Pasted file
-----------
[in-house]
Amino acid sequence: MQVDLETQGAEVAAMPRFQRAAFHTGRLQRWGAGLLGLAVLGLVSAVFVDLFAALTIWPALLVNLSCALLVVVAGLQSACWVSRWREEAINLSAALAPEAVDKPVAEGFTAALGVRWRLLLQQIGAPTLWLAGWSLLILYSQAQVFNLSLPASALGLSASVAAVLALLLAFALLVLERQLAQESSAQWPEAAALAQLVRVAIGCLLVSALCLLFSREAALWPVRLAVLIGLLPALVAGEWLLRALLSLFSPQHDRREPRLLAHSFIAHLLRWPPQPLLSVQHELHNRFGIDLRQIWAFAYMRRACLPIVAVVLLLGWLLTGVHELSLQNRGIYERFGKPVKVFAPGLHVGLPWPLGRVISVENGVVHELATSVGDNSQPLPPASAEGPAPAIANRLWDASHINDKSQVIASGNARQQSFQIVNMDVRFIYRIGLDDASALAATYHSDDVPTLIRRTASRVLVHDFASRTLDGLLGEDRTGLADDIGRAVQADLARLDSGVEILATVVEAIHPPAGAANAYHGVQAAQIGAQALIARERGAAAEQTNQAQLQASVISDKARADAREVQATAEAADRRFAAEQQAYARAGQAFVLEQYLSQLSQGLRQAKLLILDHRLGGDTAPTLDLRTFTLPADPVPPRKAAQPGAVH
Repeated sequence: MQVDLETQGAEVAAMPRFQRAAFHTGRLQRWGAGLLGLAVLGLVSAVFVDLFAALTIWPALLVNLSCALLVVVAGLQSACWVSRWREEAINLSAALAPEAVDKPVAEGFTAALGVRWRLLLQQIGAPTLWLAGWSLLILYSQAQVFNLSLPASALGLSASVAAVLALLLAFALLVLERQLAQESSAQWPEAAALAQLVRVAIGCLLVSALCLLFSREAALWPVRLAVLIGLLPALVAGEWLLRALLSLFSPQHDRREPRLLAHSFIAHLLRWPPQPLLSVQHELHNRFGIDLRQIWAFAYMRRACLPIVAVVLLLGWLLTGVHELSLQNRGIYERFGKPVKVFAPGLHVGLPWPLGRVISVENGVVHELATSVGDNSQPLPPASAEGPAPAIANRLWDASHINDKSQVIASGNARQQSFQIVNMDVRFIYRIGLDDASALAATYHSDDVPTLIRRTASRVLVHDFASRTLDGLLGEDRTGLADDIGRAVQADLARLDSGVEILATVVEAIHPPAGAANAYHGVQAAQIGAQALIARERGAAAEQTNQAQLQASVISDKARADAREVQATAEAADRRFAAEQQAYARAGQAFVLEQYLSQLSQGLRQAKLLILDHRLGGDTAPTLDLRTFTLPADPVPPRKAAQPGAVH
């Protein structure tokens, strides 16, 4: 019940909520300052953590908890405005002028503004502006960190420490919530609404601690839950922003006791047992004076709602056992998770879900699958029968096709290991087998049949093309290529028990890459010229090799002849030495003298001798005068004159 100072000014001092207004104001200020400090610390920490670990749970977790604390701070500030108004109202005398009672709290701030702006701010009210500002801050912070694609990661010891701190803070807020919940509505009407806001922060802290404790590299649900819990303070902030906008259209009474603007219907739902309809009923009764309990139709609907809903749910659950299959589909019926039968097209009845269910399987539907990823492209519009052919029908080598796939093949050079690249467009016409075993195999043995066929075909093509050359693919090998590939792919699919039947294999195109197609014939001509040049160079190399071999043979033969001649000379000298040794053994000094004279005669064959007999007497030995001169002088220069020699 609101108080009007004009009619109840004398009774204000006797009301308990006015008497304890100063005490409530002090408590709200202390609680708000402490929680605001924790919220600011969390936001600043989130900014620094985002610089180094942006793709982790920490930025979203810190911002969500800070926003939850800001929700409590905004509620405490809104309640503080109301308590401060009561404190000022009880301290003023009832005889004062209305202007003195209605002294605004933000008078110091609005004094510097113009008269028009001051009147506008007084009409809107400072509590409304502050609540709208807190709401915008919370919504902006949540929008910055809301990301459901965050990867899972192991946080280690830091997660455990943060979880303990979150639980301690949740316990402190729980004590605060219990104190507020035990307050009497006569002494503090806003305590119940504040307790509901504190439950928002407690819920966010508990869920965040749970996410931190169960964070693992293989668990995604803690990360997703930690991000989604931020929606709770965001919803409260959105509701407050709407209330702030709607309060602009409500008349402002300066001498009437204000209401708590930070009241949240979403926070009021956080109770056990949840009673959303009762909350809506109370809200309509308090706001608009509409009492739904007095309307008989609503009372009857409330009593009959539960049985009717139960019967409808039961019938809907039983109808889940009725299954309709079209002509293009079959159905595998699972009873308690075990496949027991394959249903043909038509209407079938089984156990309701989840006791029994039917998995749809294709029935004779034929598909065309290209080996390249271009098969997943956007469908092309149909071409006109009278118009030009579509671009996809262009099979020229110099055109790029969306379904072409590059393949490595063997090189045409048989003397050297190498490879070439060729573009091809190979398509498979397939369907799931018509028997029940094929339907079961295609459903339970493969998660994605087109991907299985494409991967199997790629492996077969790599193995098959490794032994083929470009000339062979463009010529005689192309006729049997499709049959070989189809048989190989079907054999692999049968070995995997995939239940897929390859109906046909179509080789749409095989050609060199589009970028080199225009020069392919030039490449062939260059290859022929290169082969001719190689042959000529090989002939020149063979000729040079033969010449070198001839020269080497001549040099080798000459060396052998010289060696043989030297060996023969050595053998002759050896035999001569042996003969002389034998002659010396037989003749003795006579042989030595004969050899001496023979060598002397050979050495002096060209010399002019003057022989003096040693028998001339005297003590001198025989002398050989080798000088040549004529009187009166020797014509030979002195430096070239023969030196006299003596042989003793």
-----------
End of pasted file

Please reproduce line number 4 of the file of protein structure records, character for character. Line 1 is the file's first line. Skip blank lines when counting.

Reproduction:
């Protein structure tokens, strides 16, 4: 019940909520300052953590908890405005002028503004502006960190420490919530609404601690839950922003006791047992004076709602056992998770879900699958029968096709290991087998049949093309290529028990890459010229090799002849030495003298001798005068004159 100072000014001092207004104001200020400090610390920490670990749970977790604390701070500030108004109202005398009672709290701030702006701010009210500002801050912070694609990661010891701190803070807020919940509505009407806001922060802290404790590299649900819990303070902030906008259209009474603007219907739902309809009923009764309990139709609907809903749910659950299959589909019926039968097209009845269910399987539907990823492209519009052919029908080598796939093949050079690249467009016409075993195999043995066929075909093509050359693919090998590939792919699919039947294999195109197609014939001509040049160079190399071999043979033969001649000379000298040794053994000094004279005669064959007999007497030995001169002088220069020699 609101108080009007004009009619109840004398009774204000006797009301308990006015008497304890100063005490409530002090408590709200202390609680708000402490929680605001924790919220600011969390936001600043989130900014620094985002610089180094942006793709982790920490930025979203810190911002969500800070926003939850800001929700409590905004509620405490809104309640503080109301308590401060009561404190000022009880301290003023009832005889004062209305202007003195209605002294605004933000008078110091609005004094510097113009008269028009001051009147506008007084009409809107400072509590409304502050609540709208807190709401915008919370919504902006949540929008910055809301990301459901965050990867899972192991946080280690830091997660455990943060979880303990979150639980301690949740316990402190729980004590605060219990104190507020035990307050009497006569002494503090806003305590119940504040307790509901504190439950928002407690819920966010508990869920965040749970996410931190169960964070693992293989668990995604803690990360997703930690991000989604931020929606709770965001919803409260959105509701407050709407209330702030709607309060602009409500008349402002300066001498009437204000209401708590930070009241949240979403926070009021956080109770056990949840009673959303009762909350809506109370809200309509308090706001608009509409009492739904007095309307008989609503009372009857409330009593009959539960049985009717139960019967409808039961019938809907039983109808889940009725299954309709079209002509293009079959159905595998699972009873308690075990496949027991394959249903043909038509209407079938089984156990309701989840006791029994039917998995749809294709029935004779034929598909065309290209080996390249271009098969997943956007469908092309149909071409006109009278118009030009579509671009996809262009099979020229110099055109790029969306379904072409590059393949490595063997090189045409048989003397050297190498490879070439060729573009091809190979398509498979397939369907799931018509028997029940094929339907079961295609459903339970493969998660994605087109991907299985494409991967199997790629492996077969790599193995098959490794032994083929470009000339062979463009010529005689192309006729049997499709049959070989189809048989190989079907054999692999049968070995995997995939239940897929390859109906046909179509080789749409095989050609060199589009970028080199225009020069392919030039490449062939260059290859022929290169082969001719190689042959000529090989002939020149063979000729040079033969010449070198001839020269080497001549040099080798000459060396052998010289060696043989030297060996023969050595053998002759050896035999001569042996003969002389034998002659010396037989003749003795006579042989030595004969050899001496023979060598002397050979050495002096060209010399002019003057022989003096040693028998001339005297003590001198025989002398050989080798000088040549004529009187009166020797014509030979002195430096070239023969030196006299003596042989003793």